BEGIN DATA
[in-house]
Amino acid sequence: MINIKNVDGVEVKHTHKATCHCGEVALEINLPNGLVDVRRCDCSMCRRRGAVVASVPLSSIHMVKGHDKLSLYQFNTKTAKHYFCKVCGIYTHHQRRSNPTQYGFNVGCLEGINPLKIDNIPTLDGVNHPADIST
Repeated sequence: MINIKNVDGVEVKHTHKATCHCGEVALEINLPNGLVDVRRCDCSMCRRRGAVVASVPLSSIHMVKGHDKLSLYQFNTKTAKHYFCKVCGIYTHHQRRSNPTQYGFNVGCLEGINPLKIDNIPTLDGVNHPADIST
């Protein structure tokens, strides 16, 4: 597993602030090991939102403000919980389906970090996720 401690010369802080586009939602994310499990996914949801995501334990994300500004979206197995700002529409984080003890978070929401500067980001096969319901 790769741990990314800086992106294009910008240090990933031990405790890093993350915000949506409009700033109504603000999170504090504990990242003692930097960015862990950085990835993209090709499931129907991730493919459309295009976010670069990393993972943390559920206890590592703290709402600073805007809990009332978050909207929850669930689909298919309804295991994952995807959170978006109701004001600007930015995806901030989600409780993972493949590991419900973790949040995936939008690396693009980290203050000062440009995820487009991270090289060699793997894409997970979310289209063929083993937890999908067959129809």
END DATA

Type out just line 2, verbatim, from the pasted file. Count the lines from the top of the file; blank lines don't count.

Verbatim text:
Amino acid sequence: MINIKNVDGVEVKHTHKATCHCGEVALEINLPNGLVDVRRCDCSMCRRRGAVVASVPLSSIHMVKGHDKLSLYQFNTKTAKHYFCKVCGIYTHHQRRSNPTQYGFNVGCLEGINPLKIDNIPTLDGVNHPADIST